The Planet Bethlehem Archive brings together an important collection of digital material documenting the global influences that have shaped Bethlehem’s development. The bulk of this material has been compiled by project partner Leila Sansour over ten years of documentary research in Bethlehem, but it also includes a substantial collection of digitised images from the Library of Congress (Washington DC) as well as a series of memoirs, diaries and business records collected by the PI Jacob Norris during his research on Bethlehem’s merchant migrants in the late 19th and early 20th centuries. Together these materials make up the archive’s starting collection, but it is also designed to ingest future materials from people all over the Bethlehem diaspora, as well as from relevant institutional collections. Through theses channels the archive will fill a pressing need for a single digital space where materials relating to Bethlehem’s richly varied history and contemporary culture can be shared and accessed. It should be noted that this is not a born digital archive: this is an archive of digital reproductions of analogue objects.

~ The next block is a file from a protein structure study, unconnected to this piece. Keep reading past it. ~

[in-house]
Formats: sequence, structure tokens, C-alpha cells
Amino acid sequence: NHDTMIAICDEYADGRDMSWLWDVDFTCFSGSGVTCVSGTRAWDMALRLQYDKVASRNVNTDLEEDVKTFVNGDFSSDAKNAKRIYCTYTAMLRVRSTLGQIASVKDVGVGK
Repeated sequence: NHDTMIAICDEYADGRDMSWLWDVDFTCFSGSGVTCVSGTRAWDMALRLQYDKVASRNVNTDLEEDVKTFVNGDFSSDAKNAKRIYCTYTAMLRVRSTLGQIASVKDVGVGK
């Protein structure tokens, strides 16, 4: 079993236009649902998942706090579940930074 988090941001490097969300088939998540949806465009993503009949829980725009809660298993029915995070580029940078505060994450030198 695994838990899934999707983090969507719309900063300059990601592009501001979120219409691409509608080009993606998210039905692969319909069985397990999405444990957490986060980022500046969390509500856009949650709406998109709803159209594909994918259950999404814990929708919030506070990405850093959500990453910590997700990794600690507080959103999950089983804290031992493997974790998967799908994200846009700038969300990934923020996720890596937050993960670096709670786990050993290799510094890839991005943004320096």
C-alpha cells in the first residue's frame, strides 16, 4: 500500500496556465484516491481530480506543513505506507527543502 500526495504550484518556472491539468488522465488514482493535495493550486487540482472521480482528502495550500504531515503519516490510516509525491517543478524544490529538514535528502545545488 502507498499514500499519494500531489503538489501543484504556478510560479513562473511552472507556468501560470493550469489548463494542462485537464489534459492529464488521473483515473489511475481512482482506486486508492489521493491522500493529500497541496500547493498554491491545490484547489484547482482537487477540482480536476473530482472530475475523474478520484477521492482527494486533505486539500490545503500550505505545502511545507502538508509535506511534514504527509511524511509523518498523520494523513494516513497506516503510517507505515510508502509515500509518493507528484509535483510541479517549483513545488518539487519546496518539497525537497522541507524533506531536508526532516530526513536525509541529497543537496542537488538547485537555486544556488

The starting collection and future materials will be stored and freely accessible to the public though the University of Sussex’s online data repository (known as SURE), which is managed by the Figshare data storage system. The archive is an open access resource that makes available to the public thousands of images, video/audio recordings and digital 3D models. Samples of the collections will be made available before the archive’s initial collection is ready for launch in autumn 2018.
See our project website Merchants and Miracles: Global Circulations and the Making of Modern Bethlehem for more information.